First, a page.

Science Board to Study Internet's Impact on Military Ops
By Donna Miles
American Forces Press Service
WASHINGTON, April 17, 2006 The Defense Science Board will conduct a summer study on a topic that would have been inconceivable when the Defense Department established the board 50 years ago this year: the military implications of Internet search engines, online journals and "blogs."
Kenneth Krieg, undersecretary of defense for acquisition, technology and logistics and a former Defense Science Board member himself, requested the study on "Information Management for Net-Centric Operations" to help evaluate the implications of the information network boom.
Krieg noted in a memo to the board the military's ever-increasing reliance on these networks and the way they increase the force's effectiveness. As information becomes more critical to military operations, the military will need to ensure it has the information networks needed to meet future challenges, he wrote.
"Our increasing ability to leverage information and networking will be a critical enabling factor in developing better ways to work with others in the (U.S. government) and with both coalition and nontraditional partners as we, collectively, undertake the challenging missions of the 21st century," he wrote.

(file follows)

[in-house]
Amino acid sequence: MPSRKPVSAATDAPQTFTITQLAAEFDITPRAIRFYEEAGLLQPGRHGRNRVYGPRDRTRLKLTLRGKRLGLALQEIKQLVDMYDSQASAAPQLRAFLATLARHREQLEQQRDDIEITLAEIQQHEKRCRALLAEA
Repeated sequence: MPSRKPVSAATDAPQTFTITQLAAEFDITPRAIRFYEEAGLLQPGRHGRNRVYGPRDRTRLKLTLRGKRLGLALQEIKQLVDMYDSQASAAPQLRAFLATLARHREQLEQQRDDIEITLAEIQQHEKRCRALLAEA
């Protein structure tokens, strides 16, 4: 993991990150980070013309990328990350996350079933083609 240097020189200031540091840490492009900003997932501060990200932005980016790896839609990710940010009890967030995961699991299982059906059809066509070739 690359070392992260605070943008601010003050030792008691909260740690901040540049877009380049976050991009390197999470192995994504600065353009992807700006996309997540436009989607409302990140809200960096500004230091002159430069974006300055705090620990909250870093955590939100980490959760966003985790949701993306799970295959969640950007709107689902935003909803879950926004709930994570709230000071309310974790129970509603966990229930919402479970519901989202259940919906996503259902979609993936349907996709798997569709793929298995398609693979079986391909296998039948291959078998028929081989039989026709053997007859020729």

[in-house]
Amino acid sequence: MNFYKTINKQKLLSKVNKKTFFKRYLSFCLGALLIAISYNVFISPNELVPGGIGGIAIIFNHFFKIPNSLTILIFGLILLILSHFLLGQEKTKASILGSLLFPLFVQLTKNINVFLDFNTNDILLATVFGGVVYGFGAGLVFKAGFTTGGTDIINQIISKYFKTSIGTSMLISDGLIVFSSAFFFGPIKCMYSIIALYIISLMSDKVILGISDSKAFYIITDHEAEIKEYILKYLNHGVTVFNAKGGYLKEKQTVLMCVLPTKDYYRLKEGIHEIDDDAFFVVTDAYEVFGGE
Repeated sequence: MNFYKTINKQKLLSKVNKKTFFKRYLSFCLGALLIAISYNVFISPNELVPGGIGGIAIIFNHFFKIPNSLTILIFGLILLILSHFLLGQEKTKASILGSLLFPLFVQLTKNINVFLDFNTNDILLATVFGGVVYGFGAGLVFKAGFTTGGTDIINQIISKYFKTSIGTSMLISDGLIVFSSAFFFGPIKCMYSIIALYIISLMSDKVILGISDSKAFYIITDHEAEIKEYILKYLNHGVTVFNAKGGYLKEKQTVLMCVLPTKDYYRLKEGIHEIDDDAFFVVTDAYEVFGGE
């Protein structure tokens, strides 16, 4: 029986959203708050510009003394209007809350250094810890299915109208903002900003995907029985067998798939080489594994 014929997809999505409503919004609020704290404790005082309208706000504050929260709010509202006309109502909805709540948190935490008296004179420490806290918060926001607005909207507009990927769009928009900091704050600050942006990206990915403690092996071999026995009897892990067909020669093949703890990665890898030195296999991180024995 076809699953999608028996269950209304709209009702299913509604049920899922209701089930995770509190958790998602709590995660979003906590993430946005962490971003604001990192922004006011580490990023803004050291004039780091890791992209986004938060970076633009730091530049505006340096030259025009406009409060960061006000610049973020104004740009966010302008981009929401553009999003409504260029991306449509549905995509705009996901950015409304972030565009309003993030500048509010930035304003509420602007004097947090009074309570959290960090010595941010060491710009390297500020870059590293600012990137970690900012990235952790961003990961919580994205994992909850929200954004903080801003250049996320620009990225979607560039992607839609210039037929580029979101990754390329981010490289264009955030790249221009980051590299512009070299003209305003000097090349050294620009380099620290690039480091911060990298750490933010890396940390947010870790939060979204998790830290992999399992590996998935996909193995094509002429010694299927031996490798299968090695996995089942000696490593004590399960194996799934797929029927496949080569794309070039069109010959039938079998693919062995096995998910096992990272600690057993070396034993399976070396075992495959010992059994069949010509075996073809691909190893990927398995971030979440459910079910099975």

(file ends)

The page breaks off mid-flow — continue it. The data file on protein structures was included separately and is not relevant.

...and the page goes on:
That capability will be critical in stabilization and reconstruction missions. Krieg called access to information and collaboration among those who play a role in these missions "the lifeblood of military and civil-military operations."
And as new users demand more information, they'll want better tools for getting it and ways to ensure its security and reliability. "'Googling' and 'blogging' are making their way into military operations at all levels," Krieg wrote. "But the full implications of this revolution are as yet unknown, and we have no clear direction and defined doctrine."
Scientific and technical experts on the Defense Science Board will explore those implications during the summer study. The group will assess DoD's strategy, scope and progress toward achieving what Krieg called "a robust and adaptive net-centric DoD enterprise."
The Defense Science Board was established in 1956 to serve as an independent advisory body to DoD on scientific and technical matters.